Since each building serves a unique purpose, it therefore requires its own acoustic equation. We can divide aural architecture into two sectors: acoustic horizon and aural arena, [2] and thereby into two kinds of architects: the acoustic and the aural. The former deals with the science of suppression, manipulating the soundscape and its surrounding structure in order to produce a distinct performance. An example of this suppression would be that of a concert hall or a recording studio where the natural sound is eliminated (as much as possible) to make room for the desired instrument. The latter works in conjunction with the sounds of the environment and materials to define the built space and a sense of placement. This can be seen in Frank Lloyd Wright’s house “Falling Water”. Wright intentionally built the house in such a way so that the resident must walk outside to see the waterfall. In doing so, the resident must listen to the water[3] and experience his natural space through its emanating sounds. Both types of architects use their own tools to phonetically imitate, resemble or suggest the source of sound that it desires.


[1] Blesser, Barry, and Linda Salter. “The Other Half of the Soundscape: Aural Architecture.” Http:// Accessed March 5, 2015. WFAE Mexico.pdf.

[2] Blesser, Barry, and Linda Salter. “Aural Architecture.” Research Design Connections. January 1, 2007. Accessed March 5, 2015.

[3] Hamilton, William L. “The World of Sound.” Dwell. November 3, 2012. Accessed March 5, 2015.




Our social relationships are strongly influenced by the blending of sound with space. Throughout history and culture, we can find firm evidence to the significance of audible infrastructure in physical spaces contributing to the human fabrication. From prehistoric multimedia cave paintings, Greek open-air theaters, Gothic cathedrals, acoustic geography of French villages, to modern day recording studios and virtual home theaters, the human’s auditory spatial awareness is a vital tool for the knowledge of emplacement and belonging. We learn to “see” objects with our ears. [1]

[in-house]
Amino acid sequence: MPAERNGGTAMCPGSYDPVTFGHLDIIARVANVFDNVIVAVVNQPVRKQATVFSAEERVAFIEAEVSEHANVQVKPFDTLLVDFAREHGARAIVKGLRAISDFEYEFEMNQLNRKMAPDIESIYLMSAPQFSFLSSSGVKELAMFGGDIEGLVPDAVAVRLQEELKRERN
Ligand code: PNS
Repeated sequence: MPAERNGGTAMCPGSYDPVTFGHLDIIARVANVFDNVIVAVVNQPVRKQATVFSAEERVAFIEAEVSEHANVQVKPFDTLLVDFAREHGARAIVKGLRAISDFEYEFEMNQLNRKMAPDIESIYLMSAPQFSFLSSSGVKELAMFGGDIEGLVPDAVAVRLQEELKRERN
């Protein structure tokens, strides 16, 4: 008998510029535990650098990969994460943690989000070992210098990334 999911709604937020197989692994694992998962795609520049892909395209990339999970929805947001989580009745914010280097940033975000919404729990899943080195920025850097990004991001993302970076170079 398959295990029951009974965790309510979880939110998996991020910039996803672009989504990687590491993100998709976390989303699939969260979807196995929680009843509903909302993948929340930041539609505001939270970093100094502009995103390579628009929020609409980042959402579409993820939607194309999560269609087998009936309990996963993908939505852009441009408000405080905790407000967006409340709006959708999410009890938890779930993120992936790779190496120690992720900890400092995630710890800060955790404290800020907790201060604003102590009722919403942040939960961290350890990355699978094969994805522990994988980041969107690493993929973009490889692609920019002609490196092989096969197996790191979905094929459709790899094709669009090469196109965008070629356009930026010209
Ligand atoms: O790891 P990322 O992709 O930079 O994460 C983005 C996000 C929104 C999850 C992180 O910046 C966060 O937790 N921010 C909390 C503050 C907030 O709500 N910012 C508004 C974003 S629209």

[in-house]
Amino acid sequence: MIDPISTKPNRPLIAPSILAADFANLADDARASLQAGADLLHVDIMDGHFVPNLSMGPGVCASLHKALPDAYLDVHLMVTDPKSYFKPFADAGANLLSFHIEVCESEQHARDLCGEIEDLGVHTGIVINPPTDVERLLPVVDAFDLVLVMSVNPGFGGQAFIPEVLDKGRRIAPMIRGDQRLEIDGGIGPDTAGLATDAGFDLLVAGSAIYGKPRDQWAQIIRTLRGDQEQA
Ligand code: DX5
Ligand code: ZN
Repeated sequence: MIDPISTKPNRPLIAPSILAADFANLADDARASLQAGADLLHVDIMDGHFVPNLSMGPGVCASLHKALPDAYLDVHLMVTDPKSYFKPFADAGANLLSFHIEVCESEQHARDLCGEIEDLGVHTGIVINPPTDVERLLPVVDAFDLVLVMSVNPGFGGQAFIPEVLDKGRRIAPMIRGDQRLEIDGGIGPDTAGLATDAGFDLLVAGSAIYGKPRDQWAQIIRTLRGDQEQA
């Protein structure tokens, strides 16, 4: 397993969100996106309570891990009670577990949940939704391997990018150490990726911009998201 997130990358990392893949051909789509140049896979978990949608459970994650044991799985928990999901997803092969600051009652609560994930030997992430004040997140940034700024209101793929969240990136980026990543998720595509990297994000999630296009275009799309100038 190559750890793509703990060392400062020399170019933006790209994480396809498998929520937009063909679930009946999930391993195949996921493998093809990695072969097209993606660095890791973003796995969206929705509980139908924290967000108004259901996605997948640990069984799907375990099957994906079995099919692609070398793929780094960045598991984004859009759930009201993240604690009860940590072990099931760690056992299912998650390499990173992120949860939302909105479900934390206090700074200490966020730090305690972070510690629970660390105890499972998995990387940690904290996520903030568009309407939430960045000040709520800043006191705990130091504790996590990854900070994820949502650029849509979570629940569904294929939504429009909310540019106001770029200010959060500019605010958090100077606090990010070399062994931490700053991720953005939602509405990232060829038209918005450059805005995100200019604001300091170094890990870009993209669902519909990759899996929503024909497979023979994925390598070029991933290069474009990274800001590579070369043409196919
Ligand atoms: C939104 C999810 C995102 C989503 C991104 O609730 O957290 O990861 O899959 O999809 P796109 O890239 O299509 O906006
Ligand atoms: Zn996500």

The listener’s perception of sounds emerges from his immersive environment, together with the comprehension and mediated relations with those living within it; also known as Soundscape ecology. He can then formulate an internal sense of space. By the various activities that consist of an audible manifestation, which can be caused by nature, animal and human beings and man-made artifacts, one can pin-point his location and adapt appropriately. For example, it would be strange, or even quite alarming, to walk in the city and not hear the sounds of cars driving by, sirens fading in and out, people walking and conversing (perhaps shouting), construction from afar etc. whereas in a village the silence would seem completely normal and expected.

The soundscape of each space reveals the “story” of the specific environment and assists in our perception and assessment of placement, time, motion and communication.  We take in the external world, mainly with our ears and eyes, and thereby develop a sense of self and positioning. However, vision, as opposed to hearing, is what we could call a voluntary sensory. Vision is controlled and dependent; it requires light, focus, accessibility to targets/ objects and is weakened when sensing fast and rapid movements. Whereas sound (without the presence of earplugs) is constantly engaging, informing and can be used as a warning medium to our surroundings. It is a give and take relationship- the soundscape is constructed by man and man is constructed by his soundscape.  We listen, assess and adapt to the environment’s soundscape for the suitable and required behavior.

[1] Blesser, Barry, and Linda Salter. “Introduction.” In Spaces Speak, Are You Listening? Experiencing Aural Architecture. Cambridge, Mass.: MIT Press, 2007.